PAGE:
The Seattle Transportation Benefit District, a 6-year levy to fund additional bus service in the city, is approaching middle age. According to the city’s latest annual report, the district is coming to terms with its advancing years in the way most of us do: making incremental improvements, adapting to a changing economic realities, and trying to leave a legacy for the next generation.
Passed in 2014 at the nadir of Metro’s finances as a last-ditch effort to avoid service cuts, the levy is now being used to improve service and fulfill the city’s goal of having 75% of households living within 10-minute or better transit service (which the city defines as an average of 10 minutes between 6am and 7pm). This year, with a labor shortage limiting Metro’s ability to get more vehicles on the road, the Seattle City Council amended the levy to include capital expenditures and subsidized ORCA cards for students.
As of this year, 67% of Seattle households have access to 10-minute transit service, up from 64% last year and 25% at the beginning of the levy. The city had hoped to hit 75% by 2025, now it seems likely it will reach that number several years early.
This year’s big additions are the 41 and the 70, filling in 10-minute service gaps in Northeast Seattle and Eastlake.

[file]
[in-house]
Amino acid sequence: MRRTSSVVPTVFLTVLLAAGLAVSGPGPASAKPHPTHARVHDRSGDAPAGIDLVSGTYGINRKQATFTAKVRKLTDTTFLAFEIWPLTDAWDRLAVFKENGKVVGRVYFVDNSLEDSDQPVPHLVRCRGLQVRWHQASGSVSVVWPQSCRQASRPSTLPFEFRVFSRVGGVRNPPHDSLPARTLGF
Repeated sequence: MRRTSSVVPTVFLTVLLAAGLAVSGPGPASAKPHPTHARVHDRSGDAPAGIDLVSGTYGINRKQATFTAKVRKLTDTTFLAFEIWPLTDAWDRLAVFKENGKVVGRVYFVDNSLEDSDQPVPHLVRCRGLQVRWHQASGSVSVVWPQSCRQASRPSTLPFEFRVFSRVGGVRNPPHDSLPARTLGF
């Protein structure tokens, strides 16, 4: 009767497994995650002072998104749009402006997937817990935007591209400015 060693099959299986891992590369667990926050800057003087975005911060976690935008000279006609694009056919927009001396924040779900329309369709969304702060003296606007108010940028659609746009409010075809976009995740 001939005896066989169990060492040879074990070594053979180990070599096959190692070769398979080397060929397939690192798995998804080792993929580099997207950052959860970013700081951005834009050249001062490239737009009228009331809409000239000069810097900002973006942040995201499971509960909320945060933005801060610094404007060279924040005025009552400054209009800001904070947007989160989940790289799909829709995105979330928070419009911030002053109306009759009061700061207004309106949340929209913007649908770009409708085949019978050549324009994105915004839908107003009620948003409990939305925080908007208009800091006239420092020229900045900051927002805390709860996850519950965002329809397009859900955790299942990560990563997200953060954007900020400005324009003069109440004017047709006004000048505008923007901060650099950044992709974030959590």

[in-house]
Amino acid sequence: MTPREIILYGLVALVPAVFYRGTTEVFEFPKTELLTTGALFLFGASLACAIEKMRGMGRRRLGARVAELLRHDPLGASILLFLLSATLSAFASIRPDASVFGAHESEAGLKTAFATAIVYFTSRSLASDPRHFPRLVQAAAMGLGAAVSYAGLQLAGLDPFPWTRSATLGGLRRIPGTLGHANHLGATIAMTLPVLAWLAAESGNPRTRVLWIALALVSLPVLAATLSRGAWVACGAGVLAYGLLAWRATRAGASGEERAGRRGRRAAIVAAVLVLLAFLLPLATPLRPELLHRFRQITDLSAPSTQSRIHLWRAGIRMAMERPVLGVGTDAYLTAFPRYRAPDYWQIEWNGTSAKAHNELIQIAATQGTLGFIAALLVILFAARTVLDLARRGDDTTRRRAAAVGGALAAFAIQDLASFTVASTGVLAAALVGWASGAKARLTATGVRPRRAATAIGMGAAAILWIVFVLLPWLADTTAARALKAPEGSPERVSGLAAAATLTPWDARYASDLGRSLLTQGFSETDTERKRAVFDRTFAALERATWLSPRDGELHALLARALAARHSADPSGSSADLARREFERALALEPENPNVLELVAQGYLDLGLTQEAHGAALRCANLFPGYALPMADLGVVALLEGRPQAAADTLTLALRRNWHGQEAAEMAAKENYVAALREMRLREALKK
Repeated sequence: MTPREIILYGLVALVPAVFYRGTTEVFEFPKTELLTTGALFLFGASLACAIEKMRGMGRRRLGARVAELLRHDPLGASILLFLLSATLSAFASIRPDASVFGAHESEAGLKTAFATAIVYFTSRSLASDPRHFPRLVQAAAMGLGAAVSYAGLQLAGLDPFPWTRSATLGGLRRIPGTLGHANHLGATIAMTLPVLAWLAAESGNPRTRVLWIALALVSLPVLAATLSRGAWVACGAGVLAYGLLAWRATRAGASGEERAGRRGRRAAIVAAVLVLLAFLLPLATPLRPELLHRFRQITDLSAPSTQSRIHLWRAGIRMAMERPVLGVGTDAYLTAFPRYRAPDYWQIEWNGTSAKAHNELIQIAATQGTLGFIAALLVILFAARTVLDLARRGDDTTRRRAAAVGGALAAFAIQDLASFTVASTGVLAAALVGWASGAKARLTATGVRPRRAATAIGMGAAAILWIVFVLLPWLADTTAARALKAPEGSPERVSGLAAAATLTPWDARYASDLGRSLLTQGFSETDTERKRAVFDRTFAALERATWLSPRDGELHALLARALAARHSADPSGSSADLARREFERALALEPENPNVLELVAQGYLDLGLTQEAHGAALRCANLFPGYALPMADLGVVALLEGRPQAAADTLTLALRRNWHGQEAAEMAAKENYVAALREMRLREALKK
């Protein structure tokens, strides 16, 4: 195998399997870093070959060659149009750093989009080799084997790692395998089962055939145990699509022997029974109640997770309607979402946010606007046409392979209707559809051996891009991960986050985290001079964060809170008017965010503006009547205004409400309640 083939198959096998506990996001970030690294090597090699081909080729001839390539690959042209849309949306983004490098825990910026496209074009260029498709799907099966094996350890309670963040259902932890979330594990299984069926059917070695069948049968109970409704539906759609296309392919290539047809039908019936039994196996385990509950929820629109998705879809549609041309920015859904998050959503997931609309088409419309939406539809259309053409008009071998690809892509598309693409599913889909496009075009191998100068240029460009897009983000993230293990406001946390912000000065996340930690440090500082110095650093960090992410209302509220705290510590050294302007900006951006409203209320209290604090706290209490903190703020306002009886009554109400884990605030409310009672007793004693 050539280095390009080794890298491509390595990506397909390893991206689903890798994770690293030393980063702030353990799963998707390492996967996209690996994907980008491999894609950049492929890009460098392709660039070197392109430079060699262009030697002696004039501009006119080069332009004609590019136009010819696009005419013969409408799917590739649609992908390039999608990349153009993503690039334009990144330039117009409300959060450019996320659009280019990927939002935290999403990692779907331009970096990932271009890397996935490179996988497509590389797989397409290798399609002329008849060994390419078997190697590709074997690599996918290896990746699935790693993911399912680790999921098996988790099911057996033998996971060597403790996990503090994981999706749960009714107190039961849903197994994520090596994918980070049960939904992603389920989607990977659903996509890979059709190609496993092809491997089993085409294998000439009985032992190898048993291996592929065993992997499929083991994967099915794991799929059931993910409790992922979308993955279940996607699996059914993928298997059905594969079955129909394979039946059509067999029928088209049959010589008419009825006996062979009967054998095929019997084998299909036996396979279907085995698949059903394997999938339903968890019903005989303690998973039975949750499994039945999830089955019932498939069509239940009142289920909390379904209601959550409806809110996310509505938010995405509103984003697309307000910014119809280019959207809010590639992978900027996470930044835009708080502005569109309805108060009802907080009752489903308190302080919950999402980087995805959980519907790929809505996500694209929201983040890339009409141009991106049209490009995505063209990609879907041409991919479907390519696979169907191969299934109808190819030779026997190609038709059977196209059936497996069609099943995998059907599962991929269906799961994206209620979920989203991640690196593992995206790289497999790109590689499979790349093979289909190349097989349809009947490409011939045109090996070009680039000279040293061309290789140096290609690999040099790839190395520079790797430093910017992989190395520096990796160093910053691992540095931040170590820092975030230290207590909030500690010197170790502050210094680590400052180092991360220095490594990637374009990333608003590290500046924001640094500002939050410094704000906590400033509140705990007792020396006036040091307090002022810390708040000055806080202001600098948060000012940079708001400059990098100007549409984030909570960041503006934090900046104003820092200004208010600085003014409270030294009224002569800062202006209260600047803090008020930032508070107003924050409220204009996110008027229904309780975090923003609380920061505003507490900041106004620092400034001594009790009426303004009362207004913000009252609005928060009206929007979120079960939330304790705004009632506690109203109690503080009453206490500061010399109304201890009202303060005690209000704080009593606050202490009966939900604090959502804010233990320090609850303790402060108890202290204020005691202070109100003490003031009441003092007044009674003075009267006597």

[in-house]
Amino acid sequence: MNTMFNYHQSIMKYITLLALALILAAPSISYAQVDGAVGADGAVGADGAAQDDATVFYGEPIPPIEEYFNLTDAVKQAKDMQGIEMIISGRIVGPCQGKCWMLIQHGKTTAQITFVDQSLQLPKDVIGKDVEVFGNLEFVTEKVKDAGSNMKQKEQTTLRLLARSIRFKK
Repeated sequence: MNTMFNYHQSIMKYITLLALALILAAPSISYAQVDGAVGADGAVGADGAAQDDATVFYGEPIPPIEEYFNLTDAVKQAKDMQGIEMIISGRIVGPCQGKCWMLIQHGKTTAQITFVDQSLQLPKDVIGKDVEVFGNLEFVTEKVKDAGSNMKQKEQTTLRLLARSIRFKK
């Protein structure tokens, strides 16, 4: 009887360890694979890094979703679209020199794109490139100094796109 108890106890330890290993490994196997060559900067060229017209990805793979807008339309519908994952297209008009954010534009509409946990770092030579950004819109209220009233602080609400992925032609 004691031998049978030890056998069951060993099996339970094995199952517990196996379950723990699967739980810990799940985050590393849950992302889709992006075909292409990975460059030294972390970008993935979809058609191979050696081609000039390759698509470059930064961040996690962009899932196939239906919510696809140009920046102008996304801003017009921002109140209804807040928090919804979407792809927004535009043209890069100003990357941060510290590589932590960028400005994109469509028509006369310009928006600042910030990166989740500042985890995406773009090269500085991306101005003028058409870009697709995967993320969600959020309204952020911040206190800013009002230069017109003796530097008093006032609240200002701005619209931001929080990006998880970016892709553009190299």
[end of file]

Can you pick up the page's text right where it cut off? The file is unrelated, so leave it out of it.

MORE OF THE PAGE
Notable remaining gaps include Delridge (The 120/H is now eligible for TBD money due to the city’s relaxation of the rules this year) and Georgetown (the 60 now has 15-minute service, the 124 is eligible for more). West Seattle’s geographically-challenged Admiral neighborhood, a designated urban village, also lacks 10-minute service, as does Magnolia (which has no official urban villages).
Of course, there are goals beyond just hitting the high-ridership routes. The kind of transit network that’s going to get you to give up your car can’t just go downtown during business hours, it needs to go cross-town and operate 24/7. So the city is buying service on evening routes and neighborhood feeders that don’t have the highest ridership but make the overall system more useful to more people. Likewise, the levy adds service in low-income and transit-dependent communities.
Improving any transit service relies on a positive feedback loop: riders generate political support for better service, which in turn creates more riders. Once Metro’s finances improved, the TBD allowed the city and Metro to flood the zone with bus service, leading to increased ridership. Before 2015, many Seattle residents couldn’t even imagine using the bus: it didn’t come often enough and didn’t take them where they wanted to go. That’s not the case anymore.
With TBD approaching the end of its life in 2020-2021, it’s time to start thinking about the next levy, on which the city and the county may partner. Now that capital improvements are back on the table, it’s a good time to think about projects that will make the buses faster.